Image result for bobo barsGU Energy Gel - Single Serving - Salted Watermelon (20mg caffeine)Image result for honey stinger chews

Supplements I'm taking: Not much. I sometimes take Sport Legs before a run and usually a few Salt Stick tabs before and during depending on how hot it is. I don't tend to drink an electrolyte drink while I run (just water) so I supplement with those. I've also been taking an amino acid (ARO3x Amino) after runs for recovery.

Image result for salt stickImage result for aro3x amino plusSportlegs Capsules One Color, One Size

Miles I'm running: Typically it's been 45-55 miles per week. There's always a speed work out at some point and back to back long runs on the weekend. Last weekend was a 22 mile run on Saturday and a 12 mile run on Sunday. All of my long runs incorporate lots of climbing (2,200 feet to 6,000 feet) and are at elevation (anywhere from 6,000 feet to 9,000 feet). The race starts at 8,100 feet with the highest point being 9,500 feet with a total of 7,250 in elevation gain, so I want to be prepared.

Gear I'm using:

Hydration PackOrange Mud Endurance Pack VL
Trail ShoesSalomon Speed Cross 4
Road Shoes: Nike Women RN Free
Sunglasses: Oakley and Goodr
Socks: Balega (I love the Blister Resist socks)
WatchEpson Runsense sf 810 (I was using a TomTom Spark, but the battery life is too short. The Epson can go for up to 13 hours/GPS without being charged).
Shorts/shirts: Whatever is clean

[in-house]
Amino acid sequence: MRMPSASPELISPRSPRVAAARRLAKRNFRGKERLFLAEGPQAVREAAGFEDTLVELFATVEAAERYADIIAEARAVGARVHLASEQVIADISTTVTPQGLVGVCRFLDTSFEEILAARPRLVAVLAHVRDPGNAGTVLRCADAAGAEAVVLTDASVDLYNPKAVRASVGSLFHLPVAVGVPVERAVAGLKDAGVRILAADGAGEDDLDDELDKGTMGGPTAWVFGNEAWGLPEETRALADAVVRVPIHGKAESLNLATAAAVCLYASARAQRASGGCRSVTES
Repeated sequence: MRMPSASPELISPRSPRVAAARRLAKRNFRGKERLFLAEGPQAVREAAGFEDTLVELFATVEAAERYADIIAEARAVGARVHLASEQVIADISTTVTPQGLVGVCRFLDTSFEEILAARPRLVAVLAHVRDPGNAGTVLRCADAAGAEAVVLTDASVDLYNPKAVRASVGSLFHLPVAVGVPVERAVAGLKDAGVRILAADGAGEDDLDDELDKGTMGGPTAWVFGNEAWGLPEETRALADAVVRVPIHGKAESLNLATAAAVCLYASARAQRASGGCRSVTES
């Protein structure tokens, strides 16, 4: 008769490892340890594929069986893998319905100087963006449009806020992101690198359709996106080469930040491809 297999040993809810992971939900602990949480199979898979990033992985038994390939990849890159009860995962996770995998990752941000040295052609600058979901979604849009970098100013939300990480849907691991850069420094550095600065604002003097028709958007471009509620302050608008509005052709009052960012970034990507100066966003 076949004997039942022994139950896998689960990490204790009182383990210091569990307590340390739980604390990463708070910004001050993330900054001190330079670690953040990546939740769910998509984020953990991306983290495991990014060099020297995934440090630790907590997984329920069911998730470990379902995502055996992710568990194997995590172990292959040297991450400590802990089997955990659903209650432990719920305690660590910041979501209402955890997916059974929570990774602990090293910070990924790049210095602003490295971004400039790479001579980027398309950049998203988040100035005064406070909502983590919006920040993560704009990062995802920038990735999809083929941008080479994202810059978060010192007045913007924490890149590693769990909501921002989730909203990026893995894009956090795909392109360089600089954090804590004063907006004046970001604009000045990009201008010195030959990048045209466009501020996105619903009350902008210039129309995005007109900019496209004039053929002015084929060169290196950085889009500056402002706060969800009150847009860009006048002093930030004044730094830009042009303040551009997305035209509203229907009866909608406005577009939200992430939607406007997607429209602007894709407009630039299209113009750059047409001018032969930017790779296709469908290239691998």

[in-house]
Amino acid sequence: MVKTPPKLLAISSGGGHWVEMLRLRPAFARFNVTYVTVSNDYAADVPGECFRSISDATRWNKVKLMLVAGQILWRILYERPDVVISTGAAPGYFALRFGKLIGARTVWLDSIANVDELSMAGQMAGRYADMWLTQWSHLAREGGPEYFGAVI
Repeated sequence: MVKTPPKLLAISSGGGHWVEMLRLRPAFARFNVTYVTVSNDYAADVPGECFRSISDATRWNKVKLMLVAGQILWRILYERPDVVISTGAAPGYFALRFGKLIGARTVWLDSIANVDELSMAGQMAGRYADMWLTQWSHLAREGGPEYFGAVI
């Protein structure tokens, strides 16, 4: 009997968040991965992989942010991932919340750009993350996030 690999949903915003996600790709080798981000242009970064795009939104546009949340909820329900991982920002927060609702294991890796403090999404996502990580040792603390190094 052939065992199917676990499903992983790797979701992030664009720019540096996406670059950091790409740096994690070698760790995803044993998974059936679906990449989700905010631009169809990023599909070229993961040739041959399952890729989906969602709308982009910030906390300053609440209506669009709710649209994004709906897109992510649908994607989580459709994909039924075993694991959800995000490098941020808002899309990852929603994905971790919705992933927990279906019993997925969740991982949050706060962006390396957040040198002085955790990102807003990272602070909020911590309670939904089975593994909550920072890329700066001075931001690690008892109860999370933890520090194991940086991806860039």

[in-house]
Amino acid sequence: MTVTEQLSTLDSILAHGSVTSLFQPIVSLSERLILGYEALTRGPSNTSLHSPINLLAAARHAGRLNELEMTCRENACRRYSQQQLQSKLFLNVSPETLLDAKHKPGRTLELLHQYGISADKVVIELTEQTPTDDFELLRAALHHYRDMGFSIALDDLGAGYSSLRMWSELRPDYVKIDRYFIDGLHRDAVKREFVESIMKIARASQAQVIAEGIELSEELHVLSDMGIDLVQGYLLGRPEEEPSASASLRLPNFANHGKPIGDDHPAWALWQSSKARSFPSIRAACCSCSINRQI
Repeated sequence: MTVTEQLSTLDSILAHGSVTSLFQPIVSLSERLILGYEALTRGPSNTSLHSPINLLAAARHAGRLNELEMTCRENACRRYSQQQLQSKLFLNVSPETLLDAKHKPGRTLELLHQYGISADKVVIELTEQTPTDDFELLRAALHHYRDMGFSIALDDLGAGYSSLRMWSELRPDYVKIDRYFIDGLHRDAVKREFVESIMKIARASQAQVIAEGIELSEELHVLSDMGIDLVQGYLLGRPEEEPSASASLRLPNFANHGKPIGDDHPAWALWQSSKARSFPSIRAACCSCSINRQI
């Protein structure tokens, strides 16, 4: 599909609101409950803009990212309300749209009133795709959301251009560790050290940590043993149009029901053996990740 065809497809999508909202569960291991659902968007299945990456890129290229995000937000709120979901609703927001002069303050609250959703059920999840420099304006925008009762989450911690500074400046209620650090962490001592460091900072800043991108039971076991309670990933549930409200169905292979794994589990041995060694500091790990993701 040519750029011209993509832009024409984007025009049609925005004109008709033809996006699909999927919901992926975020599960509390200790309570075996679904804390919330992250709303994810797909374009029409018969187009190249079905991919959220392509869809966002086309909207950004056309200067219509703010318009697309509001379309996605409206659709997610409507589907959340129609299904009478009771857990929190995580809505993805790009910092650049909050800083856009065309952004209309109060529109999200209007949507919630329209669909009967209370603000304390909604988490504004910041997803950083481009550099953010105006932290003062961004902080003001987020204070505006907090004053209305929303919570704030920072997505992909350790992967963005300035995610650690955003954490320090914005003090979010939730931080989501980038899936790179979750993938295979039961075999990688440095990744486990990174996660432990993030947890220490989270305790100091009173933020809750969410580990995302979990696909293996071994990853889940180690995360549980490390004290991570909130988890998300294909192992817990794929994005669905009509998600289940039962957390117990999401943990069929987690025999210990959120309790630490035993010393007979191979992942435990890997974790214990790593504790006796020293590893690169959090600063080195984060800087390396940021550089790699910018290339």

Image result for goodrSalomon Speedcross 4 Trail Running Shoe - Women's-Blue/Blue/Green-Medium-10.5 USBalega Women's Enduro No Show - 7455, Large / Mid Grey/Sherbet Pink

Plan I'm using: I'm using the 50k plan from Krissy Moehl's Running Your First Ultra. I highly recommend this book. It has training plans for 50k to 100 milers and incorporates lots of wisdom about workouts, fueling, injuries and recovery.

My goals for the race: Based on what those in my age group (50-59) did last year, I'm expecting to finish in 7 1/2 to 8 hours. The climbing in this race is no joke and it will be hot. The winner in my age group did it in 7:50 last year, with the first woman coming in at 5:50.

So there you have it. If you care. I've said it before and I'll say it again - one of the best things about running is there is always a new adventure around the corner. It never, ever gets boring. If I'm lacking challenge and excitement in other areas of my life, I know I can find it with running.

What's your go-to fueling during a run? 

Which do you prefer - trails or roads? Depends on where it is. I love Colorado trails but also like a nice country road

Favorite piece of running gear?